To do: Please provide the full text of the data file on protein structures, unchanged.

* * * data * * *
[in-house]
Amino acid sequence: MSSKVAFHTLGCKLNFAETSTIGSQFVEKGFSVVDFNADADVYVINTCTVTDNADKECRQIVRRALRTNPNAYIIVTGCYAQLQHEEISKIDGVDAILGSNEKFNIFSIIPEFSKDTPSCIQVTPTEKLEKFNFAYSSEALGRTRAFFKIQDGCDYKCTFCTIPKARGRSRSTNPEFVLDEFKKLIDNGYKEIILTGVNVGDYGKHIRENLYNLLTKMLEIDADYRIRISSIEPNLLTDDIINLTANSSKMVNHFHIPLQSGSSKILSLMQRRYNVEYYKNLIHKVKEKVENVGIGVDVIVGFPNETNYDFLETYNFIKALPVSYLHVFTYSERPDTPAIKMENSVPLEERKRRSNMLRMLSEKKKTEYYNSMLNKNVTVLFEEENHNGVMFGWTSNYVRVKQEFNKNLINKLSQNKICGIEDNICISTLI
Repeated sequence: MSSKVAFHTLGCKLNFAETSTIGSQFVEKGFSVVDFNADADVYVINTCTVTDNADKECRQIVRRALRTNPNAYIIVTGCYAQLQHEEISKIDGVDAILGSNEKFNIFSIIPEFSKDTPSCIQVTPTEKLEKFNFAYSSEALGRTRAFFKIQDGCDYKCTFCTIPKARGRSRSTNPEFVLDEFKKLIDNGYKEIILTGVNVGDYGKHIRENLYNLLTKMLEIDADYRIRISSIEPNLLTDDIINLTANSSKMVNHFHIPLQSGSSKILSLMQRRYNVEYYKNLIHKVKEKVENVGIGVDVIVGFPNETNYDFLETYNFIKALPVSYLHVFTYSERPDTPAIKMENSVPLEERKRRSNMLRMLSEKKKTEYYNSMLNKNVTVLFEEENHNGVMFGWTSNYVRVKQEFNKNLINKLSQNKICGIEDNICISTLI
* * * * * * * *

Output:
[in-house]
Amino acid sequence: MSSKVAFHTLGCKLNFAETSTIGSQFVEKGFSVVDFNADADVYVINTCTVTDNADKECRQIVRRALRTNPNAYIIVTGCYAQLQHEEISKIDGVDAILGSNEKFNIFSIIPEFSKDTPSCIQVTPTEKLEKFNFAYSSEALGRTRAFFKIQDGCDYKCTFCTIPKARGRSRSTNPEFVLDEFKKLIDNGYKEIILTGVNVGDYGKHIRENLYNLLTKMLEIDADYRIRISSIEPNLLTDDIINLTANSSKMVNHFHIPLQSGSSKILSLMQRRYNVEYYKNLIHKVKEKVENVGIGVDVIVGFPNETNYDFLETYNFIKALPVSYLHVFTYSERPDTPAIKMENSVPLEERKRRSNMLRMLSEKKKTEYYNSMLNKNVTVLFEEENHNGVMFGWTSNYVRVKQEFNKNLINKLSQNKICGIEDNICISTLI
Repeated sequence: MSSKVAFHTLGCKLNFAETSTIGSQFVEKGFSVVDFNADADVYVINTCTVTDNADKECRQIVRRALRTNPNAYIIVTGCYAQLQHEEISKIDGVDAILGSNEKFNIFSIIPEFSKDTPSCIQVTPTEKLEKFNFAYSSEALGRTRAFFKIQDGCDYKCTFCTIPKARGRSRSTNPEFVLDEFKKLIDNGYKEIILTGVNVGDYGKHIRENLYNLLTKMLEIDADYRIRISSIEPNLLTDDIINLTANSSKMVNHFHIPLQSGSSKILSLMQRRYNVEYYKNLIHKVKEKVENVGIGVDVIVGFPNETNYDFLETYNFIKALPVSYLHVFTYSERPDTPAIKMENSVPLEERKRRSNMLRMLSEKKKTEYYNSMLNKNVTVLFEEENHNGVMFGWTSNYVRVKQEFNKNLINKLSQNKICGIEDNICISTLI